Coyotes open new Glendale Arena to public
Posted: Sunday December 14, 2003 8:04PM; Updated: Sunday December 14, 2003 8:04PM
GLENDALE, Ariz. (AP) -- Thousands queued up in a line that wrapped around the parking lot, patiently waiting for their first glimpse inside the Phoenix Coyotes' glitzy new arena.
The open house Sunday elicited expressions of awe at the building's grandeur and optimism that the fan base will grow despite a 17-mile transplant from the America West Arena in downtown Phoenix.
"There's a lot of west side fans," said Mark Paczynski of Peoria. "We have a number of friends who live in the area that are really excited that the Coyotes are coming over. I think a lot of people here were concerned with what east fans are concerned with now -- having the drive downtown and the distances involved."
Al McDowell of Chandler, a southeast suburb, kept his season tickets even though he faces a 100-mile roundtrip to catch the games.
"It beats America West big-time," McDowell said.
An estimated 12,000 visitors, many wearing jerseys in the team's new brick red, saw the arena during the four-hour showing and gave the players an ovation when they arrived for their first practice in their new home.
The Coyotes finish up in Phoenix against Minnesota on Monday night and then play four games on the road before opening the $220 million, 17,799-seat Glendale Arena on Dec. 27 against Nashville.
The former Winnipeg Jets have played in Phoenix since leaving Canada in July 1996.
With the NBA's Phoenix Suns controlling all parking, concessions and suite revenue in America West, and a balcony blocking the view of one end from 4,000 of the arena's hockey seats, the Coyotes were a losing proposition from the start.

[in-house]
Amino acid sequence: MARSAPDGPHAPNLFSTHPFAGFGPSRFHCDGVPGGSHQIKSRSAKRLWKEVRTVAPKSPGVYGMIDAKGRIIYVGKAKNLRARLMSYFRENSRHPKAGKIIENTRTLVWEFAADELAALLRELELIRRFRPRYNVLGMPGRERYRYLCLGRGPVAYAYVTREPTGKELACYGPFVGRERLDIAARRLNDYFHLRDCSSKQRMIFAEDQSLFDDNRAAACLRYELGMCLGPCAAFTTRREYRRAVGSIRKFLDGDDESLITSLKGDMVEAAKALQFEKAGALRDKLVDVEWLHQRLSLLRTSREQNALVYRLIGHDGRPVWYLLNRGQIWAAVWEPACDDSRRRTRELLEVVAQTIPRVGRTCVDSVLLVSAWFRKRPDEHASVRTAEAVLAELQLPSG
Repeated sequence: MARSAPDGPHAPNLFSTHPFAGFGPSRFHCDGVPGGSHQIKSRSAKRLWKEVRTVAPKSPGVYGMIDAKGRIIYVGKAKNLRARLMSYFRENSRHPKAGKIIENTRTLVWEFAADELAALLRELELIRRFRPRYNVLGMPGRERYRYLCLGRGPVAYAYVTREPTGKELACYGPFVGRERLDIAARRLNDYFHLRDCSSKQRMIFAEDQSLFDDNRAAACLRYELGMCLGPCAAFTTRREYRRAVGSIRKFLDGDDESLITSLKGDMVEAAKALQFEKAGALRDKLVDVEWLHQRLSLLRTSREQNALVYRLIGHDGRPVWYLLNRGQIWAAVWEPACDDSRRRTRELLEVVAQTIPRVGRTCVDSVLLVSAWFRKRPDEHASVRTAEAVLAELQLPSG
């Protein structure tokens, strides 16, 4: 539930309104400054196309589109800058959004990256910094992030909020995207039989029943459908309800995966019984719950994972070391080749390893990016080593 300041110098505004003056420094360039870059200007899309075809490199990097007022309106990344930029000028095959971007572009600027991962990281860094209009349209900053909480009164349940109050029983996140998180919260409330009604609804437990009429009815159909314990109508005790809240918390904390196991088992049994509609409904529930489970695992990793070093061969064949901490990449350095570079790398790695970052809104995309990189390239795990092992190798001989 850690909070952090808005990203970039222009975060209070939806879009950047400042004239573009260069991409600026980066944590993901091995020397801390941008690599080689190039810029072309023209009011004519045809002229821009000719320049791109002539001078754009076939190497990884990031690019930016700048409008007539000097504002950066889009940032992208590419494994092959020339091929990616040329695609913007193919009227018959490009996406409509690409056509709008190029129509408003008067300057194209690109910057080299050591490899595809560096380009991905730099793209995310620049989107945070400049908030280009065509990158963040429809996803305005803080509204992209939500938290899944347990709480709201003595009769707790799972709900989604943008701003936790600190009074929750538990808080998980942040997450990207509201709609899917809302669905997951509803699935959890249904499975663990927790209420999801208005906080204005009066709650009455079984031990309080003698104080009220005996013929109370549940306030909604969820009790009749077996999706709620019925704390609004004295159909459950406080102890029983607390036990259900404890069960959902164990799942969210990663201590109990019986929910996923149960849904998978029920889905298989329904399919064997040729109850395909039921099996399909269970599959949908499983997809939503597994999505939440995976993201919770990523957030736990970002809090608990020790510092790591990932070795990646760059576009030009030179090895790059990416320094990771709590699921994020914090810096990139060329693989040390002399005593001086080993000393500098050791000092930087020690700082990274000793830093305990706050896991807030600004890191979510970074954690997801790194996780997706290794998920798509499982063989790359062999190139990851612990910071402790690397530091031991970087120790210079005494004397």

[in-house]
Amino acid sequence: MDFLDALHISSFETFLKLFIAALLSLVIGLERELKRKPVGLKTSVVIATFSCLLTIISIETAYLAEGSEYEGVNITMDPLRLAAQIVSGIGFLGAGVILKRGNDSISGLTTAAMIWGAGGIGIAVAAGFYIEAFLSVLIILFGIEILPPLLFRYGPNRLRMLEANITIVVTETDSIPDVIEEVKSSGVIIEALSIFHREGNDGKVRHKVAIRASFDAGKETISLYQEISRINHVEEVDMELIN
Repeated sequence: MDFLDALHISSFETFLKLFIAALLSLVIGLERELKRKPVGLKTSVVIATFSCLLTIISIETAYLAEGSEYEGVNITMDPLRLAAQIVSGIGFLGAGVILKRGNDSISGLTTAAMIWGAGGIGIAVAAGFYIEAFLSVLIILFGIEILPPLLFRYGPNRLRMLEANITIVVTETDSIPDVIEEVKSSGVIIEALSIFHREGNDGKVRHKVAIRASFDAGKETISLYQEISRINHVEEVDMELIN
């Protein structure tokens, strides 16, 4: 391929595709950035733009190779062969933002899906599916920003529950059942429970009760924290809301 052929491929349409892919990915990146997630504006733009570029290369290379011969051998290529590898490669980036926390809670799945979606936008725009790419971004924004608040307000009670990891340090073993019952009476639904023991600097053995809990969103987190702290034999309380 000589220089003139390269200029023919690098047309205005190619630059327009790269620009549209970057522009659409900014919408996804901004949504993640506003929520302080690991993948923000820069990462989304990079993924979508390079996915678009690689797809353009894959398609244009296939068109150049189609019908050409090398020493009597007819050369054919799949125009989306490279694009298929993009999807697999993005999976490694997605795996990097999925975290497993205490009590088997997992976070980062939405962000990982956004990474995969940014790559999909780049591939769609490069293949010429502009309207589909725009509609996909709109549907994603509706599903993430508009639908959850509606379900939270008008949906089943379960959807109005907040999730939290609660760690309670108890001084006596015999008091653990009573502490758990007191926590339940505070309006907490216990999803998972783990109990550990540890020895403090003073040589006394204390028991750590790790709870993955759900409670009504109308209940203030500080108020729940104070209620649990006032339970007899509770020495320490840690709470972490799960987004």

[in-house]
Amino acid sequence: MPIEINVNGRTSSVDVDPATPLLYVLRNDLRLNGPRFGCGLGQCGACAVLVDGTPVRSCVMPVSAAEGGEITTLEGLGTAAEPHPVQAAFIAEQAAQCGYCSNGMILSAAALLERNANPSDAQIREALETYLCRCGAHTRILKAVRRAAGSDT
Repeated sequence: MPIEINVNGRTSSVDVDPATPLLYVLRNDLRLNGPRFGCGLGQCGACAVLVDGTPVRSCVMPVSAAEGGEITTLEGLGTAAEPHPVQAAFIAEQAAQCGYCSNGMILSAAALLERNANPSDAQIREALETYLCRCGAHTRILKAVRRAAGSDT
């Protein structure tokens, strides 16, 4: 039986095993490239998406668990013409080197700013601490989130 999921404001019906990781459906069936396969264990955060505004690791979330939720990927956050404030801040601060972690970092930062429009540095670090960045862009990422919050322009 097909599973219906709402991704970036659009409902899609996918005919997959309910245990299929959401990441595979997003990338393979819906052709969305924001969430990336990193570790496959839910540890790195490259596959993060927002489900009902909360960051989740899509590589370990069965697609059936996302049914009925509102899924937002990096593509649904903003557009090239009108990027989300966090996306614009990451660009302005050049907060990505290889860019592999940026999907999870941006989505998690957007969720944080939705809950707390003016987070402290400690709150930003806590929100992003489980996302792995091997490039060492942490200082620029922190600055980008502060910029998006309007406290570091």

The franchise has dropped an estimated $75 million since Steve Ellman and Jerry Moyes bought it in February 2001. Moyes, a trucking magnate who lives in Glendale, played a big role in persuading the city to spend $180 in tax dollars on the arena, then had to arrange for another $40 million in September to complete it.
"Mr. Ellman and Mr. Moyes, they went through a lot of red tape and a lot of political issues that I'm not aware of," coach Bob Francis said. "But they stuck with it. They didn't give up when they could have, and I think the fans should really appreciate what these guys put on the line."
"I've been seeing this in my mind for three years," Ellman said. "Today, I'm just seeing it with my eyes open. The fans are really seeing a venue that's one of the best build in professional sports. It should be, because we borrowed from everyone else's."
He plans to announce a schedule Dec. 22 for finishing the Westgate retail, office, entertainment and housing complex around the arena, which sits alone in what used to be an alfalfa field.
"The other night I left America West Arena at 10:30," said Ellman, a developer. "We stopped at two restaurants on the way, and they both were closed. That won't be the case here."
Left wing Tyson Nash, an offseason addition to the team, said the new venue should give the team a boost.
"No question, the home-ice advantage is huge in the NHL, and if we can establish ourselves in this building, it's going to be huge for us in the long run," Nash said.
After determining the arena couldn't be finished before the season, the Coyotes had the league front-load their schedule with road games, so they will have 28 home games left.
In addition to obstructed-view seats at America West, the Coyotes and visiting teams have had to deal with sub-par ice and stiff dasher boards which Francis believes led to injuries last season.
"It's NHL ice," captain Shane Doan said. "It's going to be pretty neat to move in here. This is built for hockey; that was built for basketball. We're a tenant there, and we own this one."